The shape of the course of the future? #cck11
The higher education crystal ball is a bit too grubby to see very far at the moment, but online learning practitioner-commentator Stephen Downes has predicted that the future will see accreditation shrink in importance relative to reputation – the contribution you make to your community of interest or community of practice.
Accordingly, the experimental Massive Open Online Course (MOOC) on Connectivism and Connective Learning (CCK11) Stephen Downes (University of Manitoba) co-facilitates with George Siemens (Athabasca University) runs on the open Web as an event and an educational network of/for people interested in networked learning.
MOOCs are free, open to all, and distributed across the Web independently of any institution. As a MOOC, CCK11 is a course in that it has facilitators, material, participants and a beginning and end. However, participants are not examined, do not complete assignments, and don’t pay unless they want accreditation. They work by networking – connecting with and responding to other participants’ tweets, tags, and posts. The course is distributed in that there is no single path, and no central repository. It is authentic in that participants become part of a network of people with the same interests, networks which can be sustained beyond the course because they exist independently of the course.
More in this introductory video:
This may seem like a radical departure from the business model of most higher education institutions – but wait, from the About This Course section:
“If you would like to receive University of Manitoba certification, it will be necessary in addition to apply for admission and register for the course with the University. Here is program information, here is the program application form, and here is the course registration form.”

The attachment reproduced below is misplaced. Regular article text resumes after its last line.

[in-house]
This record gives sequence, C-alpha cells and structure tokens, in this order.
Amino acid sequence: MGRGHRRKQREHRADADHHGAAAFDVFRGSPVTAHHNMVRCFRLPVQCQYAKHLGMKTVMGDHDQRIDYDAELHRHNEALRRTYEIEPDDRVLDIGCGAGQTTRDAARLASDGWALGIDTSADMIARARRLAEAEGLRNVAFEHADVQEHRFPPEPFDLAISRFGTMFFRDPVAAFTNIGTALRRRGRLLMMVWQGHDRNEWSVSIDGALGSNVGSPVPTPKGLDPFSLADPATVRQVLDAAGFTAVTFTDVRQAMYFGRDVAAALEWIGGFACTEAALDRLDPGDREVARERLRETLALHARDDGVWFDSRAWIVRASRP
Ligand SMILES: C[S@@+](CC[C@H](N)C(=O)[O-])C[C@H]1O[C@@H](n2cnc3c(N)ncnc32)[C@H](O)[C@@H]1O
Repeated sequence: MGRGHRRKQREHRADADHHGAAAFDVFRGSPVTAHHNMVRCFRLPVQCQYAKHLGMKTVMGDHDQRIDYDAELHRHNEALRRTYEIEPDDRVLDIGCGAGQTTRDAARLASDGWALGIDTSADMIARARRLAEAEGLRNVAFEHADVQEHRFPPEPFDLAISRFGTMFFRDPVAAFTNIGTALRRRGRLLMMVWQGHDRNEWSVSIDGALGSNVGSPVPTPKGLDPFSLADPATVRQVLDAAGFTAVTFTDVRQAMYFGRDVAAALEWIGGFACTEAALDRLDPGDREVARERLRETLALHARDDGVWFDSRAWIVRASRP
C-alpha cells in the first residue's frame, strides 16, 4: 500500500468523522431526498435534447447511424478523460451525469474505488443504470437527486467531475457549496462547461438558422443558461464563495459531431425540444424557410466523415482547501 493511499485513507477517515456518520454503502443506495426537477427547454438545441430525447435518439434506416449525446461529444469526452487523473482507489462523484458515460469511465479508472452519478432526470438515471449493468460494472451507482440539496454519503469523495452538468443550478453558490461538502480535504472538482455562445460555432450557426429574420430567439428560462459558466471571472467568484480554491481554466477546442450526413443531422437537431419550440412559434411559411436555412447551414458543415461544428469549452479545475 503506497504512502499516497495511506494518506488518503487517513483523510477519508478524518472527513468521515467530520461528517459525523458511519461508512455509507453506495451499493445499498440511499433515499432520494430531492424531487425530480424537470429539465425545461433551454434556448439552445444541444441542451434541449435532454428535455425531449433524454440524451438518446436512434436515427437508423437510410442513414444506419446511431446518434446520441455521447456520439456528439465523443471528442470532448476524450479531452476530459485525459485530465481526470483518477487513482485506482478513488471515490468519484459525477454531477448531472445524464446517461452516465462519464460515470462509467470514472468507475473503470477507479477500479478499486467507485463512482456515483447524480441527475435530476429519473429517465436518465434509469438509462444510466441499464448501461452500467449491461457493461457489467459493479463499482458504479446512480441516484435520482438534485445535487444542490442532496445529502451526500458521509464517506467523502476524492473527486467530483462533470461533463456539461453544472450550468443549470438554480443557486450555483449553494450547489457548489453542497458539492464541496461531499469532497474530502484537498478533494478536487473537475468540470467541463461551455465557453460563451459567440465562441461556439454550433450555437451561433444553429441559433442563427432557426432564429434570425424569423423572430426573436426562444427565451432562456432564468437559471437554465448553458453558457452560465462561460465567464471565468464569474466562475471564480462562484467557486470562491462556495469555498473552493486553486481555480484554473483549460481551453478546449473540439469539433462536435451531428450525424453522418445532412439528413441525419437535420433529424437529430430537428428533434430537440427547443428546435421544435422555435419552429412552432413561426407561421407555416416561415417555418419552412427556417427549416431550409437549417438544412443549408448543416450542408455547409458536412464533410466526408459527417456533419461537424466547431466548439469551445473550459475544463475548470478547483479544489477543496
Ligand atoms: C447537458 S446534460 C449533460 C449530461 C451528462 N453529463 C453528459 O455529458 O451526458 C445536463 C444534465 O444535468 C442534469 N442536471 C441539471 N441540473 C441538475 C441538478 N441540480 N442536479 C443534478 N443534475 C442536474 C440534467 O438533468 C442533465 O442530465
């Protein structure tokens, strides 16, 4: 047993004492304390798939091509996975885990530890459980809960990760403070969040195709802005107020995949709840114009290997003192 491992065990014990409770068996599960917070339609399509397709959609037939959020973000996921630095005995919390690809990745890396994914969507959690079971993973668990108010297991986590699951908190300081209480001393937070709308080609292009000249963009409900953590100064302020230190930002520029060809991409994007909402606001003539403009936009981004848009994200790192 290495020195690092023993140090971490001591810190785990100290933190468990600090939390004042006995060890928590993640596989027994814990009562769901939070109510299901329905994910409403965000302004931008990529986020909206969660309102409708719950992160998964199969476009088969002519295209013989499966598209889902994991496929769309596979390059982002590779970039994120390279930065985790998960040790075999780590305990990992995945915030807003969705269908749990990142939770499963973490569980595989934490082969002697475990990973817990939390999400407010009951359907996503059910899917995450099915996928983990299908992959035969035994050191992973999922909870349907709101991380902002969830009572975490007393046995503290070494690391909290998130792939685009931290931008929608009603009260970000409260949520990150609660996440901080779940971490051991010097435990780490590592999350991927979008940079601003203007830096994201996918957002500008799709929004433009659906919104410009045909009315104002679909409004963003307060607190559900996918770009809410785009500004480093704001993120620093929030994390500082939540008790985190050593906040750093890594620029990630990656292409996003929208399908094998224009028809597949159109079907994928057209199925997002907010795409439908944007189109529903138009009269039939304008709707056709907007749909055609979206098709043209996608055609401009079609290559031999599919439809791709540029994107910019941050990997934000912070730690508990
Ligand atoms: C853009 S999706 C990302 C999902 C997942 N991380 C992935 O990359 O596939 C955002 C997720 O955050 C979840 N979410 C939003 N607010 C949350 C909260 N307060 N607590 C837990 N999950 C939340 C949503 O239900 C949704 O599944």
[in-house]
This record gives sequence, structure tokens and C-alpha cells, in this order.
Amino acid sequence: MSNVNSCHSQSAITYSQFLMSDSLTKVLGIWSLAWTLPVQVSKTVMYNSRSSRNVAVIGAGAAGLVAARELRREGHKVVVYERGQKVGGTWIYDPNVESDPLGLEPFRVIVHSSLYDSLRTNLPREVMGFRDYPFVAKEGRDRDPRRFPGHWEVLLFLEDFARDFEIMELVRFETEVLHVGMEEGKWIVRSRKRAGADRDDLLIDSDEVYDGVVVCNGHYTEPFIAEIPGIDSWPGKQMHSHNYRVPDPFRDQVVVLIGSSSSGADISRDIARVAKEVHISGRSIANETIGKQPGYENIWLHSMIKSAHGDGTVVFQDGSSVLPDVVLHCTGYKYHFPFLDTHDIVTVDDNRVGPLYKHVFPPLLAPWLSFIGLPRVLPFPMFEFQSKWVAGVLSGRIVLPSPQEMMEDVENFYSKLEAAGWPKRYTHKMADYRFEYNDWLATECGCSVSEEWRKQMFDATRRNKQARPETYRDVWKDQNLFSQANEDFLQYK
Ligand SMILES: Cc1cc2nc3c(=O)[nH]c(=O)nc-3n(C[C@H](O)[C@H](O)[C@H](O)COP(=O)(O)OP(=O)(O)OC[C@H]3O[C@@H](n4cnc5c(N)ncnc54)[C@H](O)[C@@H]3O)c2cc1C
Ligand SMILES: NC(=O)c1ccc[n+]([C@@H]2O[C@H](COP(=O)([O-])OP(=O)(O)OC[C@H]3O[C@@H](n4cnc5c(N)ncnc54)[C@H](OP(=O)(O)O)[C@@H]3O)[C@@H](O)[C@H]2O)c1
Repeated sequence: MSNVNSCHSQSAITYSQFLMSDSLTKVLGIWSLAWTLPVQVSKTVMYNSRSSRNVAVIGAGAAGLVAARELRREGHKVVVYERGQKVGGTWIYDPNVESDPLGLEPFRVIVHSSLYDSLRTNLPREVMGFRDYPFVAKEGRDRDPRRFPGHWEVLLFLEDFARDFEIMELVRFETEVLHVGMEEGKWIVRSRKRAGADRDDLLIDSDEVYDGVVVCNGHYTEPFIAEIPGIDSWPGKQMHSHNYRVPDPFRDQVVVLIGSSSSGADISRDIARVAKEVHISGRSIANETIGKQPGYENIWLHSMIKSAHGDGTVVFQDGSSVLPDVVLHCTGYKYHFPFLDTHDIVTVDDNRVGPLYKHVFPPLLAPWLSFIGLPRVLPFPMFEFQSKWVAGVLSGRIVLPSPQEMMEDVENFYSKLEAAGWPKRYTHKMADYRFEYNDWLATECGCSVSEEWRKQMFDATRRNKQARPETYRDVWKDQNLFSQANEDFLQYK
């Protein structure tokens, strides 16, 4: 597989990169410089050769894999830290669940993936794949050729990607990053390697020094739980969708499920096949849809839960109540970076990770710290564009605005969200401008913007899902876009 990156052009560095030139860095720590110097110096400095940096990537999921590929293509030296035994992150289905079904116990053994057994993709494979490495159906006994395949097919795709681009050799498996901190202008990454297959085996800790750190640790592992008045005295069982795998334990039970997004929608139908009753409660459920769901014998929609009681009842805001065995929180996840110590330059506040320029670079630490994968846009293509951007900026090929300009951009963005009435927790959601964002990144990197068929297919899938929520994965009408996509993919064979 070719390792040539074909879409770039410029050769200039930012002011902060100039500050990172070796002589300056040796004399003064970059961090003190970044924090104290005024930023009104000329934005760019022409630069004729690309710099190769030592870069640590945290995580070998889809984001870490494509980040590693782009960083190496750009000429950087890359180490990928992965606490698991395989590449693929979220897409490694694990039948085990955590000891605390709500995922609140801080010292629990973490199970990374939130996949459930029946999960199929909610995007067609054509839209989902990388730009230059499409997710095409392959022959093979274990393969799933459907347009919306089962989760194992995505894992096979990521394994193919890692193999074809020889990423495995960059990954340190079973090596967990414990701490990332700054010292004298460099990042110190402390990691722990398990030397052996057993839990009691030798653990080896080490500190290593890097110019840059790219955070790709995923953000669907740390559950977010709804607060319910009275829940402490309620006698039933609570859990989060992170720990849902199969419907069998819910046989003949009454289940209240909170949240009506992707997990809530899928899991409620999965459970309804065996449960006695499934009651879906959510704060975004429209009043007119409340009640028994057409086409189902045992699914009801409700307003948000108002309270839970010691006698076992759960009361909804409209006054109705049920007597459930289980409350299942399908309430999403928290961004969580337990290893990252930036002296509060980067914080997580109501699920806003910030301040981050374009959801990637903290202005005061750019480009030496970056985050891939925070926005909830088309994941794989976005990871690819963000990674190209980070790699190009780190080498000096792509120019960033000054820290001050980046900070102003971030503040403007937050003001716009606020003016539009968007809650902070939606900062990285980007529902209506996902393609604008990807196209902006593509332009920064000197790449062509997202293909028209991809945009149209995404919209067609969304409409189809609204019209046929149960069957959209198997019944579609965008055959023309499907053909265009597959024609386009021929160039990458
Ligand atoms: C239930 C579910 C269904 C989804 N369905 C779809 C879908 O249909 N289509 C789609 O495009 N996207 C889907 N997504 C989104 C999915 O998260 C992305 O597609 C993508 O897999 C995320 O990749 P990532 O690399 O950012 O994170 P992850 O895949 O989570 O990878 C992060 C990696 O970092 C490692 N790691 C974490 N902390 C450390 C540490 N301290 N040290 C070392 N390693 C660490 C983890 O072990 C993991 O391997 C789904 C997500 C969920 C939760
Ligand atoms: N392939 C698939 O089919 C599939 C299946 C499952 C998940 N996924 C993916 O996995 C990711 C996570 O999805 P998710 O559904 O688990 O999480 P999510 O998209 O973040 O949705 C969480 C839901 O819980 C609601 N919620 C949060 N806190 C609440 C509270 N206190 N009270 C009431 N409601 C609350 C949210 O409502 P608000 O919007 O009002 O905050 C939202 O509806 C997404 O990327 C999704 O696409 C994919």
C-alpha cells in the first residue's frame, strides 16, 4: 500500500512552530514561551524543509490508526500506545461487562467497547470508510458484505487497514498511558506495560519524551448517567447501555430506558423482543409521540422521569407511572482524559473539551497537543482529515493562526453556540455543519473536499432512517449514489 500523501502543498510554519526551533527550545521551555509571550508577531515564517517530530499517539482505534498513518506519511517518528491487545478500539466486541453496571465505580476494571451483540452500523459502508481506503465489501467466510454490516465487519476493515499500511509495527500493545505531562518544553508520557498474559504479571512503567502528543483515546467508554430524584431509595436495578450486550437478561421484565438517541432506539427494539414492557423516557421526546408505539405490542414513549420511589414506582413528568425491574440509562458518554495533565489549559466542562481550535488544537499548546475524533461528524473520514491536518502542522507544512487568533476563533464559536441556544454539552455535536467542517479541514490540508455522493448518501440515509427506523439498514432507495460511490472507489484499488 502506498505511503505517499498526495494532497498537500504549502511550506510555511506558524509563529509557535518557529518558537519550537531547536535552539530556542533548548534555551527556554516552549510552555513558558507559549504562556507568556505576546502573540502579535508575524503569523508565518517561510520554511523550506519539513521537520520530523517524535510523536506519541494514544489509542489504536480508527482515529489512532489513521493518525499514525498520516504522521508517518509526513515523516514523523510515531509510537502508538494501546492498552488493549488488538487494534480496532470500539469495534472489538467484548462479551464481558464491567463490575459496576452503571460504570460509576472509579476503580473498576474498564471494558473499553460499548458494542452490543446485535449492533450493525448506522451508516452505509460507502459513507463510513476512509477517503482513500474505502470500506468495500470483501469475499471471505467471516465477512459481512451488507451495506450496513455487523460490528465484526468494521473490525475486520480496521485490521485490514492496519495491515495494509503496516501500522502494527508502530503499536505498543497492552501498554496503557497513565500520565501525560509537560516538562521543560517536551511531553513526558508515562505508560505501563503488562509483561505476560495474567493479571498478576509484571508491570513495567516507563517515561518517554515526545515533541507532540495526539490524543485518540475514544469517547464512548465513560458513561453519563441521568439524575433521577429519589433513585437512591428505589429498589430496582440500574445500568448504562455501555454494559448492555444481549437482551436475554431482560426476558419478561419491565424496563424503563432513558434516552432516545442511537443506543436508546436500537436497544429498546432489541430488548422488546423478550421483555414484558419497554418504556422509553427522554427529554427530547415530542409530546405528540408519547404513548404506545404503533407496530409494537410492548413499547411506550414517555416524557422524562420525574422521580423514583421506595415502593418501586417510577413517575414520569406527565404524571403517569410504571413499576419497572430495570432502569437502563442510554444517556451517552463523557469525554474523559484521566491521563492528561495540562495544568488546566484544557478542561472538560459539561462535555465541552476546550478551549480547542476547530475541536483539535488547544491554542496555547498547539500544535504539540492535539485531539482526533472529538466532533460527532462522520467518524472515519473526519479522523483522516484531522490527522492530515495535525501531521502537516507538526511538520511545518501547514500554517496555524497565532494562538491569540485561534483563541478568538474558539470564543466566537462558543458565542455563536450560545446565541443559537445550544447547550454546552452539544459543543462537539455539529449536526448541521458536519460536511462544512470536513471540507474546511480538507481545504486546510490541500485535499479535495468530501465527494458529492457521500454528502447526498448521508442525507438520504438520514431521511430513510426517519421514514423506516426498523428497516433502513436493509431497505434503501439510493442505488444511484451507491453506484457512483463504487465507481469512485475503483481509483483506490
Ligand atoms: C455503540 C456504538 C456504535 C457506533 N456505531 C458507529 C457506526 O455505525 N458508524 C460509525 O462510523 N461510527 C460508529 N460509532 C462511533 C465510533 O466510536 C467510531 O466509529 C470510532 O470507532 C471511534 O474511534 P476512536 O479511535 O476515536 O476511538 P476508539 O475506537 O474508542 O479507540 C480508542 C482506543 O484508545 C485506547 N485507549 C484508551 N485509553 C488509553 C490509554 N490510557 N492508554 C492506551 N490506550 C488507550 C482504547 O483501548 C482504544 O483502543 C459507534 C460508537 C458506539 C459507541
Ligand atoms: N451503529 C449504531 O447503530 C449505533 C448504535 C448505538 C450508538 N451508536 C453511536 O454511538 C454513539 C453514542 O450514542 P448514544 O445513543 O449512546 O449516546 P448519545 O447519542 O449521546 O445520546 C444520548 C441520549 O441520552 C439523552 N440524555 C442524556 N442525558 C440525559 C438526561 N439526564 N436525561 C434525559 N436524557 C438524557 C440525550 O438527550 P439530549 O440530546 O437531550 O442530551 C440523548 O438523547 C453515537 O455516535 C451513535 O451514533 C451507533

So as well as being a MOOC, the CCK11 course is one of six you can take towards a Certificate in Interdisciplinary Studies: Emerging Technologies for Learning (ETL) from the University of Manitoba’s Department of Continuing Education. So if you did register for a qualification, you would get to carry out your studies in a highly authentic environment which, ideally, attracted a community of motivated people with similar interests from all over the (anglophone) world.
So, the learning process is free and open for motivated, savvy learners to make of it what they can or will, but the qualification – the portable seal of approval from independent accreditors, if that’s what you need – and presumably support to obtain it, is what the institution charges for.
I’ve signed up (which commits me to precisely nothing) and although for me this year is not a good time to do it justice, I will be joining in as best I can (for example I’ll be submitting this post) and looking at certain things in particular – those aspects I’d anticipate would make this MOOC approach distinct from established forms of higher education participation, for example, those. For example, how the filtering of information works in a massified open course without entry tariff, whether the course itself scaffolds sense-making in a distributed environment or whether you need some experience and know-how before you can join (making it more distinctively a higher learning course), and what my role is as learner on a course where – presumably – the facilitation can’t be expected to run to prioritising inclusion for those who have signed up, meaning that success may depend significantly on social-affective aspects of participation. How do you identify success? The identity of institutional higher education is changing – this course promises to help sharpen up what it is, may become, and is ceasing to be and, correspondingly, to test the limits of MOOCs.
I’m expecting interesting contrasts with the more traditional (though no less authentic) online distance learning course on the next version of Moodle, which will run for 4 weeks from February.
(For a discussion of the difference between connectivism and social constructivism as theories of learning, read Stephen Downes’ and this thought-provoking piece by Lindsay Jordan – more from me when I’ve got something sensible to say about it)
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